A prostate biopsy involves taking small pieces of prostate tissue to be looked at under the microscope, to see if there is any prostate cancer.
A high PSA level alone does not automatically mean that you must have a biopsy. Your specialist should talk to you about the pros and cons of having a biopsy, and discuss any concerns you may have before you decide whether to have it.
Men who have cancer that has spread outside the prostate gland might not need a biopsy if they have a very high PSA level, or if another test, such as a bone scan, shows that the cancer has spread. Talk to your doctor or nurse about this.
What is a TRUS biopsy?
A TRUS (trans-rectal ultrasound) guided biopsy involves using thin needles to take around 10 to 12 small samples of tissue from the prostate. Your doctor can tell you how many samples they’ll take. The biopsy is done through the back passage. An ultrasound scan will be done at the same time to help guide the biopsy needles and measure the size of the prostate gland.
If you decide to have a biopsy, you might be given an appointment to come back to the hospital at a later date or you may be offered the biopsy straight away.
Before the biopsy you should tell your doctor or nurse if you’re taking any medicines, particularly drugs that thin the blood.
You’ll be given some antibiotics to take before your biopsy, either as tablets or an injection, to help prevent infection. You will also be given some antibiotic tablets to take at home – it’s important to take all of them for them to work properly.
The biopsy will be done either by a urologist, a radiologist, or a specialist nurse. You’ll lie on your side on an examination table, with your knees brought up towards your chest. They’ll put an ultrasound probe into your back passage (rectum), using a gel to make it more comfortable. The ultrasound probe scans the prostate and an image appears on a screen. A needle is then inserted through the wall of the back passage into the prostate gland – using the ultrasound image as a guide.
You will have a local anaesthetic injection into your back passage to numb the area and reduce any discomfort. Each man is different and while some describe the biopsy as painful, others have only slight discomfort.
The biopsy will take 10-15 minutes. You might have to wait for a little while, or until you have gone for a pee before going home. This is to make sure you‘re able to urinate.
If you experience any discomfort after the biopsy, talk to your nurse or doctor. They may suggest taking mild pain-relieving drugs, such as paracetamol, to help with this.
If you’re gay or bisexual you might need to be careful when you have sex. If you have anal sex, you should ideally wait around six weeks after a biopsy before you receive anal sex. Ask your doctor or nurse at the hospital for further advice.
It can take up to two weeks to get the results of the biopsy. Ask your doctor or nurse when they expect to have your results.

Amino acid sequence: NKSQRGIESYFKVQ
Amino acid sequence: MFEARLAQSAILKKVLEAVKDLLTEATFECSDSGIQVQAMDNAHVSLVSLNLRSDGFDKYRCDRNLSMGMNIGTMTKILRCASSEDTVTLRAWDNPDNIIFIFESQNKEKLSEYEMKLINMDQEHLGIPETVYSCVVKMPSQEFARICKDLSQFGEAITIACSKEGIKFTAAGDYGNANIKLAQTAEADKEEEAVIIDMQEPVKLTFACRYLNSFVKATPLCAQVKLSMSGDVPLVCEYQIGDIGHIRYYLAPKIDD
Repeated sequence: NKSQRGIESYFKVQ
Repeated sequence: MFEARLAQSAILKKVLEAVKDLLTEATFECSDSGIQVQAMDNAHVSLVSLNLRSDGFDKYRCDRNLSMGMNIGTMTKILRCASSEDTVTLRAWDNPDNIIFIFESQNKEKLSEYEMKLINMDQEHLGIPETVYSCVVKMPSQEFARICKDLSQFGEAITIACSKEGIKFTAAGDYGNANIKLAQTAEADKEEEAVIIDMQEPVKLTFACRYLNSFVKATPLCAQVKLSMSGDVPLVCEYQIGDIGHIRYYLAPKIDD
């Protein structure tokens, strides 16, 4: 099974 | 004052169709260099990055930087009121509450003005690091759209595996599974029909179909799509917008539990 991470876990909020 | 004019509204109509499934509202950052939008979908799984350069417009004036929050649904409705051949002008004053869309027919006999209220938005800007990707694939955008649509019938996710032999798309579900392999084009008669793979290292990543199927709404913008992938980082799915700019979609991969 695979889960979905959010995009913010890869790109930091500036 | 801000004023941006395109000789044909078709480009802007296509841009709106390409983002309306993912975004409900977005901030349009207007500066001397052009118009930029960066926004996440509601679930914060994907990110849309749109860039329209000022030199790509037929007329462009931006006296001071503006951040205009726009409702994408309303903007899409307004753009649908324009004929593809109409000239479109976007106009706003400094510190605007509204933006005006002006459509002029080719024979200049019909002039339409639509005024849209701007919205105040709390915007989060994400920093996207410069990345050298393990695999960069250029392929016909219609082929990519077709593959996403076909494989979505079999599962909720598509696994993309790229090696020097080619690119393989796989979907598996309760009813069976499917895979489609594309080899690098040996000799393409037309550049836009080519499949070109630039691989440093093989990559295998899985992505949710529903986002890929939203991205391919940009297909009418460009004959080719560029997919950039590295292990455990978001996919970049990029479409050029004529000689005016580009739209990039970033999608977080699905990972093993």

What are the side effects of a TRUS biopsy?
Having a biopsy can cause side effects. These will affect each man differently, and you may not get all of the side effects.
Some men worry that having a biopsy will cause problems with having erections but there isn’t any evidence for this.
You might see a small amount of blood in your urine or stools for up to two weeks. You may also notice blood in your semen for a couple of months – and your semen may look rust coloured (dark brown) for a few weeks. This is normal, but if it takes longer to clear up, or gets worse, you should see a doctor straight away. If you have severe bleeding after the biopsy and are passing lots of thick-looking clotted blood, this is not normal. If this happens contact your doctor or nurse at the hospital straight away, or go to the accident and emergency (A&E) department at the hospital.
There’s a small risk of getting a urine infection after the biopsy. A course of antibiotics will help clear this up. Up to 3 in 50 men (6 per cent) may have a more serious infection. It's very important to take all of the antibiotics you’ve been given, as prescribed, to help prevent this.
A fever (high temperature), chills, pain or burning when you pee, or difficulty peeing are signs of an infection. This can happen even if you’ve been taking antibiotics. If you have these symptoms you should go to your nearest hospital A&E department straight away.
A small number of men find they can’t pee after a biopsy – this is called urine retention. If this happens contact your doctor or nurse at the hospital straight away, or go to the A&E department at the hospital.
Some men feel discomfort or pain in the biopsy area for a few days or weeks afterwards. Speak to your doctor or nurse about drugs to relieve pain if you need them.
What are the pros and cons of a biopsy?
A biopsy is the most accurate way of finding out:
- whether you have prostate cancer
- how aggressive it might be – how likely it is to spread.
This can help you and your doctor or nurse decide which treatment options may be suitable for you.
A biopsy can pick up a faster growing cancer at an early stage – when treatment may prevent the cancer from spreading to other parts of the body.
The biopsy can only show whether there was cancer found in the samples taken. If your biopsy result is normal it can’t rule out cancer completely. This is because the biopsy collects tissue from small areas of the prostate, so it's possible that cancer can be missed.
A biopsy can pick up a slow growing or non-aggressive cancer that might not cause any symptoms or problems in your lifetime. You may then have to make decisions about whether to have treatment or have your cancer monitored.
A biopsy can also have side effects.